Yet, most of these media organizations also have rules in place prohibiting their journalists from accepting hotel accommodations or travel reimbursement from third parties, since conflicts of interest arise.
As a result, it’s become a common practice for show organizers to invite freelance journalists and influential bloggers to these user conferences, covering their hotel, air fare, etc.
That’s great if you’re a journalist working close to the bone who probably has no other way to afford a trip to Miami or Barcelona or San Francisco or wherever it is you’re being invited to. Must UCs will cover your expenses and give you a decent amount of free time to enjoy yourself, as well. I did go on a couple of these junkets just to check them out.
I also went because I thought they would be good business development opportunities for me. They weren’t.
It’s not that the conferences weren’t good, but it’s just the wrong audience for my services. Most of these are technology shows, with most attendees being technologists of one stripe or another, and that’s really not the proper target for my services.
I also end up losing money attending these shows because I’m either a) postponing higher-margin projects for something with no real ROI, or b) putting off a real vacation (and mental break) for a mini-vacation lite, which it’s really anything but, since it’s not a real break if I have to sit through briefings and then get hounded about follow-up coverage afterwards. Any vacation you need a vacation from is one you need to rethink.
So, after two or three of these trips (I never claimed to be a fast learner), I stopped agreeing to attend.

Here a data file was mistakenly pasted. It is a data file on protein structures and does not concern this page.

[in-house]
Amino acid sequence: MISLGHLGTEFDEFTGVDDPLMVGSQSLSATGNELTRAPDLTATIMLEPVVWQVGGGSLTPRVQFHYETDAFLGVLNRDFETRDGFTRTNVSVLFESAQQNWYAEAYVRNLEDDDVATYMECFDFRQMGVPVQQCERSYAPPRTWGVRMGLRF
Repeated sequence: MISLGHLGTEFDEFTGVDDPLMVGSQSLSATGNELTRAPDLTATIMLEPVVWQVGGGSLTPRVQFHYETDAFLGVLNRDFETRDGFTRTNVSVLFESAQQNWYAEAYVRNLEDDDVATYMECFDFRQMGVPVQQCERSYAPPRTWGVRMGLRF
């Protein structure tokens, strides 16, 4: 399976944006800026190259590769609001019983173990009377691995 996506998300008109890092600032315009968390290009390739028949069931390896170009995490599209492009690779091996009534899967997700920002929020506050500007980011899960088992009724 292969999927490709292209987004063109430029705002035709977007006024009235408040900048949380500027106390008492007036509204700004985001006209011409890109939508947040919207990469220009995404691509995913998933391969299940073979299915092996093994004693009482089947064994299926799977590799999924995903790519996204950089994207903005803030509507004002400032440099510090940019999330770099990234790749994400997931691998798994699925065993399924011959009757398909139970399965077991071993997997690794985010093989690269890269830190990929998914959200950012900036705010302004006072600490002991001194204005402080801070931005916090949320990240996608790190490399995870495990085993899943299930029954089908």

Bad strategy. I guess it’s like middle school. The more you rebuff a potential suitor, the more interested they become.
What I’m doing now is creating a set of services for conference organizers, services that range from live blogging at the show to ghostwriting for key executives to speaking engagements to running half-day workshops on things like “How to make sure your corporate blog doesn’t suck.” (Yep, that was a real workshop.)
I’m figuring out the pain points, the services to address them, and doing my best to create a business model for UCs with good enough ROI that attending will be something I look forward to rather than avoid.
Setting this all up, though, takes time, and that’s what I’ve spent a lot of the last month or so doing (and I’d say there’s just as much work left to be done as has been accomplished).
Finally, as many of you already know, the Big Data 50 will be released later this month. For me, the Big Data 50 and its parent site, Startup50.com, were yet one more experiment in finding new ways to subsidize journalism. I’m still fine-tuning those efforts, but the Big Data 50 is almost here, and it’s the major project I’ve been focused on lately. And I’ve been focused on building a business model around it so projects like these have ROI high enough that I’ll continue to do them.
Why am I telling you all of this?
The main reason is because many of you have asked. If a half dozen subscribers email me because they think they’ve been accidentally unsubscribed, there’s a problem. I’m also laying open my new journalism playbook because I’ve been working with you, my loyal subscribers, on these experiments from day one.
Story Source itself was an experiment. I figured there had to be a better way to interact with PR pros than simply ignoring you or working through impersonal, imperfect services like HARO. That experiment has paid off many times over, and when Story Source goes on hiatus, I’m reminded of how much you want to receive the updates.
I’m also revealing all of this to assure you that even if I end up abandoning traditional journalism altogether, we’ll still be working together. We may work together much differently, and you may be interacting with my writers more than me in coming months, but this is a community I value and will continue to serve and learn from.
Other projects I have in the pipeline include setting up a podcast, getting a Big Data book out, and, perhaps, even developing an app companion for Story Source.
Thanks for sticking with me, and I look forward to the continuing experiment of making journalism work in our hyper-connected, change-obsessed world.